Jesus’ code-switching of the cultural frameworks of rule, greatness, mastery, and pre-eminence within our passage has been deeply attractive to many, yet many of those who claim to be governed by it have subjected it to harsh ideological servitude. Writers such as Bethany Moreton have described the way that the notion of ‘servant leadership’ has provided an appealing framework for American evangelical culture, whether in the business, church, or domestic realm and has also been enthusiastically adopted by large companies such as Wal-Mart. While it has occasionally produced concrete changes in the practice of power, all too often the terminology of ‘servant leadership’ has functioned more as a new coat of paint upon old modes of social politics, an act of rebranding that delivers on little of its promise and often even exacerbates existing problems through its affordance of new rationalizations.
Jesus’ teaching regarding rule and service has also proved susceptible to mistreatment on other counts. A number have interpreted it as flattening or levelling out distinctions of rule, producing a radical new egalitarian order, where no one exercises authority any longer. Rulers are now servants and servants rulers, evacuating both terms of any meaning. Hence it is supposed that both authority and submission to authority are rendered inoperative among Christians. Yet this isn’t what Jesus teaches, as closer attention to his teaching on the subject here and elsewhere will reveal.
James and John’s presumptuous request with which our lection begins provides the context for Jesus’ later teaching; we will better understand the teaching if we attend to the detail of Jesus’ initial response to them. The brothers request the places of greatest honour alongside Jesus in his kingdom. Jesus, significantly, does not deny that such places exist. Indeed, in a related passage in Luke 22:24-30, Jesus declares that he will bestow a kingdom upon his disciples, who have continued with him in his trials, granting them to sit on thrones judging the twelve tribes of Israel. Jesus’ response rather draws James and John’s attention to what is required of any who aspire to such positions of honour: they must be ‘baptized’ with Christ in his baptismal ordeal of violent death and share with him in his cup of suffering.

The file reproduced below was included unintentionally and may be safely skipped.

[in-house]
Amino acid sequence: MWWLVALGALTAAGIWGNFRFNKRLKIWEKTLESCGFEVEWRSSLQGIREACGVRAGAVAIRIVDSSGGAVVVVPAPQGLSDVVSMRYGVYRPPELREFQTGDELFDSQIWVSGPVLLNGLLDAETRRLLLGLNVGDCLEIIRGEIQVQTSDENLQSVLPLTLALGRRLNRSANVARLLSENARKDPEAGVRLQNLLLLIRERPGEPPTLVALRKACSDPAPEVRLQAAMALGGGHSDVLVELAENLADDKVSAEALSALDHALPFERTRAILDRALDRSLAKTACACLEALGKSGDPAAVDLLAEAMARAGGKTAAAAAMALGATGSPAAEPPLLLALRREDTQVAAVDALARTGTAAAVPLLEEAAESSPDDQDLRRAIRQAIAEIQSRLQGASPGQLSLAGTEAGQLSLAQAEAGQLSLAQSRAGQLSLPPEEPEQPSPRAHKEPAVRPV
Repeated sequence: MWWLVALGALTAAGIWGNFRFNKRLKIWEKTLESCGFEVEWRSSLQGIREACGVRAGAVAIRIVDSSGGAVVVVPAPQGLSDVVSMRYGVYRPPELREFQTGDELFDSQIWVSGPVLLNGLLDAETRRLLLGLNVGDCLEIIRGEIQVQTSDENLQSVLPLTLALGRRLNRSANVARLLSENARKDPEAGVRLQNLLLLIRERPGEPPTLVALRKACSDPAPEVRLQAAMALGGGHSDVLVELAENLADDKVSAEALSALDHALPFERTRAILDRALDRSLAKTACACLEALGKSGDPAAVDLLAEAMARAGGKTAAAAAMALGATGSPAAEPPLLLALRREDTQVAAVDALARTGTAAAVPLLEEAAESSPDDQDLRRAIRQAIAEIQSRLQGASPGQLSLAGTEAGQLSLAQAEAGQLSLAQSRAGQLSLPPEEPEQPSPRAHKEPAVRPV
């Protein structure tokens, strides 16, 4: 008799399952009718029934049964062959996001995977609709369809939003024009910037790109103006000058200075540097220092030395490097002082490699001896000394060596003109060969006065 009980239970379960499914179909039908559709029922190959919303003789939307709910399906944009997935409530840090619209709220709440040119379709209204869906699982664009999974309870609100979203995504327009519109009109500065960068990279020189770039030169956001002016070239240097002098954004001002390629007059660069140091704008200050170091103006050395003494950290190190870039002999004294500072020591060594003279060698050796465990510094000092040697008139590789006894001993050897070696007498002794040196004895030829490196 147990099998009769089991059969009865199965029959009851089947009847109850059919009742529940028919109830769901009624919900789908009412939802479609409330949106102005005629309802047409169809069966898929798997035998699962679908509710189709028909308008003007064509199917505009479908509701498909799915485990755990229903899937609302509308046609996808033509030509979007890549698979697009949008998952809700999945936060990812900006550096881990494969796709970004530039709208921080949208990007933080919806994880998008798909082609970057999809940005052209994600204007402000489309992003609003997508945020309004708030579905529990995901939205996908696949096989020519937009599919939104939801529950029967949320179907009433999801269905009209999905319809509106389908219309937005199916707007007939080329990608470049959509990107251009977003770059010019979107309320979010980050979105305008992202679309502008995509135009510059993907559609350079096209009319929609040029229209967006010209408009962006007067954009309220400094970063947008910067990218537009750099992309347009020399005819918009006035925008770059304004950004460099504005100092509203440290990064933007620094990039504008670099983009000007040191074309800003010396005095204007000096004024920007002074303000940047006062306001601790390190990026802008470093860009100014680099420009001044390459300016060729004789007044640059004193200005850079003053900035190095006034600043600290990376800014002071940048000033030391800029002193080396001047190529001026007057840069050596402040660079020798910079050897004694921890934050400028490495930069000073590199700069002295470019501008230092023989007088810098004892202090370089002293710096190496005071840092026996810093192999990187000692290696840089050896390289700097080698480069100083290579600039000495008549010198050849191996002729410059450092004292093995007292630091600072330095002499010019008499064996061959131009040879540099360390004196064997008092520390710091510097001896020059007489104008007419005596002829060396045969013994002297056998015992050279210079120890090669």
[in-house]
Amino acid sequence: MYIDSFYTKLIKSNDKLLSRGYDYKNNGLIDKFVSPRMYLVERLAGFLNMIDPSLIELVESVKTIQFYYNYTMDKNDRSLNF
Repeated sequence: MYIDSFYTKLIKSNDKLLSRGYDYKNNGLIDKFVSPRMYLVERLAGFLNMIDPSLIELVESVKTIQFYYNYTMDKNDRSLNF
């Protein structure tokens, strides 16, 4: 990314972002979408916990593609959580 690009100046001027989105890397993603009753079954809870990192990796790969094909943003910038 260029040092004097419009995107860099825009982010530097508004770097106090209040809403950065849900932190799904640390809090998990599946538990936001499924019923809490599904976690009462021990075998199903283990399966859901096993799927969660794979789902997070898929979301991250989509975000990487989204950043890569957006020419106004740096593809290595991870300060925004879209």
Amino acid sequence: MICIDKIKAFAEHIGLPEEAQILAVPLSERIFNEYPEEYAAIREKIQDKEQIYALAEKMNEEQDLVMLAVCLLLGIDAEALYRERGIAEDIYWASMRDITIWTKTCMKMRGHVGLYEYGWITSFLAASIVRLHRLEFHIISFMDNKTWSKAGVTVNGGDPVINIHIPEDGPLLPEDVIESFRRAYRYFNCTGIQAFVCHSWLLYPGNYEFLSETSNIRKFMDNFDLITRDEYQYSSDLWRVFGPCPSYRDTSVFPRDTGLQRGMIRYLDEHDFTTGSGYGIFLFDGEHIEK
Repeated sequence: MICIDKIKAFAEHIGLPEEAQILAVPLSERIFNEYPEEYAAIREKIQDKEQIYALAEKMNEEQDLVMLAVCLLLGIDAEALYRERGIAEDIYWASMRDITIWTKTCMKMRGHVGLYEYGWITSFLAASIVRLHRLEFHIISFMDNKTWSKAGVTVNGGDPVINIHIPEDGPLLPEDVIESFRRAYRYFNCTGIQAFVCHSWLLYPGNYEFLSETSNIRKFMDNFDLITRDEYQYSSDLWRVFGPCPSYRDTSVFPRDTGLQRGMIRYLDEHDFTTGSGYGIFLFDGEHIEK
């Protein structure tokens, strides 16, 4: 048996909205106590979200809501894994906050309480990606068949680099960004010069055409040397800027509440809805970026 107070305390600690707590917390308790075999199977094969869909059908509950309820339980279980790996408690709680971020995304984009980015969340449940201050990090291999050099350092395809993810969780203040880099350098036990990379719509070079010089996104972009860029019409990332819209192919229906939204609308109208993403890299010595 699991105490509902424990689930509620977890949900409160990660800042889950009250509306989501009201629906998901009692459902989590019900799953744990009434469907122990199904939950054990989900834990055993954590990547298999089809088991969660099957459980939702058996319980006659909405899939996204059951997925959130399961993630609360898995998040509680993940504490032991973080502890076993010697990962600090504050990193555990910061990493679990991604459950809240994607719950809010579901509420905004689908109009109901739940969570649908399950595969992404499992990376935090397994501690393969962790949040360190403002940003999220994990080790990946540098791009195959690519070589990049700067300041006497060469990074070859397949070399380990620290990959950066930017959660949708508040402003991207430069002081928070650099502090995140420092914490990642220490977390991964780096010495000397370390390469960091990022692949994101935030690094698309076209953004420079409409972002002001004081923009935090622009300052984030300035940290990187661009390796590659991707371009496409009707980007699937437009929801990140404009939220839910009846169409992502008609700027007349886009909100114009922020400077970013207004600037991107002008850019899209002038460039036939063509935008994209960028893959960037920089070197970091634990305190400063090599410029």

Verse 45, the statement with which Jesus concludes his teaching, reinforces this point. Once again, Jesus is the paradigm of true servanthood and of true greatness, pre-eminence, and rule. It is critically important to recognize that, when Jesus’ practice is allowed to give more defined form to his teaching at this point, it becomes apparent that existing models of rule are genuinely transformed—not merely rebranded—without rule and authority thereby being evacuated of all force of meaning. There is a reversal of the prevalent practices of power, without a relinquishment of authority altogether.